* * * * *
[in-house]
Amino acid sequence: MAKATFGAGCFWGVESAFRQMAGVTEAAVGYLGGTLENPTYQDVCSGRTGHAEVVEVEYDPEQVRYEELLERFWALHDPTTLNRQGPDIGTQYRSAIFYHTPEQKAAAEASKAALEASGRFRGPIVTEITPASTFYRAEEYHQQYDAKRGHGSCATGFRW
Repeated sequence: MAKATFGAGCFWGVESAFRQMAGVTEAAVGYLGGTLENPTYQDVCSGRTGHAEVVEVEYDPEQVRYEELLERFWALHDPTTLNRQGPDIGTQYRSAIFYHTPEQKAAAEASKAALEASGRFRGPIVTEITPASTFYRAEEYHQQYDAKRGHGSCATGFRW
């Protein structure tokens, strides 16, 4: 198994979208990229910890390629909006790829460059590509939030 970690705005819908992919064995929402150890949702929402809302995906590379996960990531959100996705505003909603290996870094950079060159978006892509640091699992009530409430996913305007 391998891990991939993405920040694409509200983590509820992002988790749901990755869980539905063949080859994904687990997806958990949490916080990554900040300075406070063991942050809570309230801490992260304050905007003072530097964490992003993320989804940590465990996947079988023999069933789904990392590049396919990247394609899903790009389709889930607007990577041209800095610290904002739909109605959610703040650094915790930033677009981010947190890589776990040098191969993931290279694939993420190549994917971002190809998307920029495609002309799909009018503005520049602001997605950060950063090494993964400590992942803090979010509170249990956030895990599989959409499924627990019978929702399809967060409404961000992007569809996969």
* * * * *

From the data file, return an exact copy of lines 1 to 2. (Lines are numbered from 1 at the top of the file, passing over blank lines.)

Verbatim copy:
[in-house]
Amino acid sequence: MAKATFGAGCFWGVESAFRQMAGVTEAAVGYLGGTLENPTYQDVCSGRTGHAEVVEVEYDPEQVRYEELLERFWALHDPTTLNRQGPDIGTQYRSAIFYHTPEQKAAAEASKAALEASGRFRGPIVTEITPASTFYRAEEYHQQYDAKRGHGSCATGFRW